DC-DC converters are needed in industries ranging from rail transportation to defence and aerospace for voltage regulation. At the product launch of DCM2322 DC-DC converter module, Ugo Ghisla, director – power systems applications engineering, Vicor Corp., discusses the various aspects of designing and manufacturing converters, in an interaction with Ayushee Sharma
Q. How has automation impacted product design and manufacturing in the industry?
A. Everything from design and manufacturing to documentation and creation is automated now. After design generation, starting with online simulation, a model is created. After going out for production and then through automated testing, all results and graphs are reported. Then, automated datasheet gets created. There is some individual review, but everything is pretty much automated.
And then there is compliance testing and so forth. But the design itself is quick, scalable and repeatable.
Q. What are the advantages of having high power density in different applications?
A. What is common with all power-based applications is increasing power needs and power densities, which is still cost-sensitive. Higher power density means lower cost because cost is proportional to size in the sense that there is material cost involved. The advantage of having high power density is not just for applications that are space-constrained; there is a long-term advantage of reducing size because there is less copper in PCBs.
Q. What are the various tools used in designing converters?
A. A steady-state simulator, also called a whiteboard, allows you to look at performance of an entire power system in steady state. An online switching simulator can do transient startup simulation, thermal simulation and more. There are thermal tools on which by entering surface or PCB temperature you can calculate different scenarios and operating conditions as well as the temperature that is the worst-case internal temperature for different cases, etc.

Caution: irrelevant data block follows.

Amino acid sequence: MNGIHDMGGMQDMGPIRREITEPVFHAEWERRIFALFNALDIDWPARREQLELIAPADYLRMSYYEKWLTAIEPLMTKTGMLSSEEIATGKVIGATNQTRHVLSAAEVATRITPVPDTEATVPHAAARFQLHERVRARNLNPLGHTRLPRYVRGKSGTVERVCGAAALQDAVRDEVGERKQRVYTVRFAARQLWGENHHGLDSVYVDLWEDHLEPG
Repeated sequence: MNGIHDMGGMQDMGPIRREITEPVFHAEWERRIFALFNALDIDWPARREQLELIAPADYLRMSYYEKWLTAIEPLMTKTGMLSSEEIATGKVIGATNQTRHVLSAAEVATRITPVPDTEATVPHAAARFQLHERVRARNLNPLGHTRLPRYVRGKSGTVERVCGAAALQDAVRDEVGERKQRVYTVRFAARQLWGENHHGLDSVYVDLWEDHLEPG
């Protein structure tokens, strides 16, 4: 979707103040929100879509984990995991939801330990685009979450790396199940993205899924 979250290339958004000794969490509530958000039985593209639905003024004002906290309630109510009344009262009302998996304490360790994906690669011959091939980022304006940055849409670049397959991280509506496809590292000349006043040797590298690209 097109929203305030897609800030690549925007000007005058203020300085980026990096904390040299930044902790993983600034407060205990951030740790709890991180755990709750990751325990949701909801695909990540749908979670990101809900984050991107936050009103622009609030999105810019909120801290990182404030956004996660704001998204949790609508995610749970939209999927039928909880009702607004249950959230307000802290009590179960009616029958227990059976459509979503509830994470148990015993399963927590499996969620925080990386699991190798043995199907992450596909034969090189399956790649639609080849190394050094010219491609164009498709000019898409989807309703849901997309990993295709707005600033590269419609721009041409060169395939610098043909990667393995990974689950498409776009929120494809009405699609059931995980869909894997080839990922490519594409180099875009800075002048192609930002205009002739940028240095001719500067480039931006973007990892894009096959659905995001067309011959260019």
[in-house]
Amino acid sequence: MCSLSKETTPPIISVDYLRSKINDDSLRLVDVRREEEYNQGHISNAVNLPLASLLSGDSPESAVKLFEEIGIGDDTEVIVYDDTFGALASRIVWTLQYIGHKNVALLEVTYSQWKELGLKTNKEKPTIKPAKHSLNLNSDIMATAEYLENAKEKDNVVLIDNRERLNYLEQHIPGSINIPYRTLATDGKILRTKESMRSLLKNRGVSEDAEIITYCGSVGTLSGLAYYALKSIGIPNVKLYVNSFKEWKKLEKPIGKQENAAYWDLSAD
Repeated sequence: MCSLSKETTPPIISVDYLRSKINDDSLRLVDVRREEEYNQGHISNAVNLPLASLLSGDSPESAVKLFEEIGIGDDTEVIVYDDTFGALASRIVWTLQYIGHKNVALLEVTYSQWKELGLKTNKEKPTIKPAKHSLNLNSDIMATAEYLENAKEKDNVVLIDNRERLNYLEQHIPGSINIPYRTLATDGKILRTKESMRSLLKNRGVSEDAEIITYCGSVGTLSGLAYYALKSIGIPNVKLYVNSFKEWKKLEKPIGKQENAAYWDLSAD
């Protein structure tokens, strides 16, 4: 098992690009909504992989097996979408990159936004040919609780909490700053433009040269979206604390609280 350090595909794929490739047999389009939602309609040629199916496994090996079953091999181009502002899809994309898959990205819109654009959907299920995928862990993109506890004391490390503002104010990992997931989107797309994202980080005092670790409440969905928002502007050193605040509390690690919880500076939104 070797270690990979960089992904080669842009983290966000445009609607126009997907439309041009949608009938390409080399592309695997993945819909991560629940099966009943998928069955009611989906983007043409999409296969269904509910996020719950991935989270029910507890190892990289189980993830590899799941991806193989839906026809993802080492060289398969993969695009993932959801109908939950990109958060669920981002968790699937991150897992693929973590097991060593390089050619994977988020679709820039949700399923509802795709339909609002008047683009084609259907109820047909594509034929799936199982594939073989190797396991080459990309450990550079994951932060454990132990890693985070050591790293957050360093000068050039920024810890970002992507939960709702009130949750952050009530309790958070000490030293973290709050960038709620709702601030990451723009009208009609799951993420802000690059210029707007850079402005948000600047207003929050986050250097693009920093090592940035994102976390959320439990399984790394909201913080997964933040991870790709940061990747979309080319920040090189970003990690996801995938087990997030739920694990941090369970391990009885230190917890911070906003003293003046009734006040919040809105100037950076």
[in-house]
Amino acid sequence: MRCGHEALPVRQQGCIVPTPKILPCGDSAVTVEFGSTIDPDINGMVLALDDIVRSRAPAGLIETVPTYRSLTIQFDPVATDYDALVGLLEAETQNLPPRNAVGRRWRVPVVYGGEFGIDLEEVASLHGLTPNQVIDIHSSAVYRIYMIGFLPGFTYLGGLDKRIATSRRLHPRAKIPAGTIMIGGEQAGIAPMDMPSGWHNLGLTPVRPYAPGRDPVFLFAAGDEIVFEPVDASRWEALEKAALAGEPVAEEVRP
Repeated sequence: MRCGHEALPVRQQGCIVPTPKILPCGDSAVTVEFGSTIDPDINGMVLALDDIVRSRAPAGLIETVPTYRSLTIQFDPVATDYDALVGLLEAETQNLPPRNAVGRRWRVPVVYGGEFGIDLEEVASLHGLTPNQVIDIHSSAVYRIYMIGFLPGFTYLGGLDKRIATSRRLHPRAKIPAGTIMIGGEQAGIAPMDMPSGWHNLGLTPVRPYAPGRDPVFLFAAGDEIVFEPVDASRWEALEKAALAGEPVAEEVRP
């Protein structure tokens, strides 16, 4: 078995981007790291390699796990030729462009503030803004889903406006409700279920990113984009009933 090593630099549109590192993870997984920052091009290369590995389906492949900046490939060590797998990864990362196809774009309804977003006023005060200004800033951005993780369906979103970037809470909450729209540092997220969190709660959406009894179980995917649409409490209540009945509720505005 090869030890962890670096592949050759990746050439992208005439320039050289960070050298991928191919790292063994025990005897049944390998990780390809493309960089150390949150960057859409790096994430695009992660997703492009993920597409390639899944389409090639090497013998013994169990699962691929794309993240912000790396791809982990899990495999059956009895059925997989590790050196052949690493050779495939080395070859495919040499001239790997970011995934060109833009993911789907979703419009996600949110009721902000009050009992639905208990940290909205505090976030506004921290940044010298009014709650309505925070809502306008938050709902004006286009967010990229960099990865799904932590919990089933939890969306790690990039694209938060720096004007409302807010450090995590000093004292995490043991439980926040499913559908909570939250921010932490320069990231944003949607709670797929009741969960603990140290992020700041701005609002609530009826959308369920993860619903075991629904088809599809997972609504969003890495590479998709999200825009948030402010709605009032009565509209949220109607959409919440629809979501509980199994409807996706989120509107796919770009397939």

Q. How will 5G technology drive the requirement for power?
A. Once 5G starts rolling, we will see an opportunity come up there just because it will require a lot of power and investment, and there is no system from scratch yet. To give an example, the average 4G antenna right now uses about 400W, and a 5G antenna to cover the same area will need 4kW.
Q. What are the issues involved in miniaturisation of converters?
A. The lower the power, the smaller the package. Practically speaking, there are fixed losses once the part is on the gate drive, and that does not scale with power. Topology scales down very well up to a limit but going below that, once you get into lower power than that, you do not get many advantages from the thermal and packaging technology.
For smaller ones that use silicon packages called systems-in-package (SIPs), once you remove the magnetics you can go in a lower profile.
Q. What are the protection options for converters in harsh environments? How is reliability for different applications ensured?
A. There is built-in protection for under-voltage, over-voltage and over-current situations. Short-circuit and thermal protection are also taken care of. Newer packages have more flexible cooling options. Depending on application depth, there is some consideration to make sure it is a high-temperature environment. There are accessories (like heat spreader) for two-side cooling designed to touch the heat-sink at the top or mount at the bottom. This takes heat from the DC-DC converter and brings it up to the side to whatever heat-sink is available.
For the same package and manufacturing approach, reliability is ensured as the process remains the same. For example, products used in the military can go everywhere from drones to missile since these have all been tested as per military standards, like in corrosive environments or under high pressure and high acceleration. For the same package, tested products can then be used for the rail part, too.
Q. What are the unique capabilities of DCM2322?
A. DCM2322 chip family is a lower-power variant of DCM3623 series. The new chip is lightweight and has a more flexible approach. The two numbers here are length and width. So, 2322 means it is 23mm by 22mm. If you have fixed space and need more power for your application, we are getting more power into the same space. You can get the same performance cooling from the bottom that you get cooling from the top. Hence, we are reducing cost yet increasing efficiency.
Q. What are the new areas you are working on?
A. We are now moving forward with products that are more power-dense, more thermally-flexible and more manageable. We are entering the automotive business; we are in 5G migration and, of course, in rail and defence. We also have parts going into satellites in space. Some of our products are designed for sub-one-volt GPUs; for example, NVIDIA has launched 48-volt GPU accelerating artificial intelligence (AI) powered by us.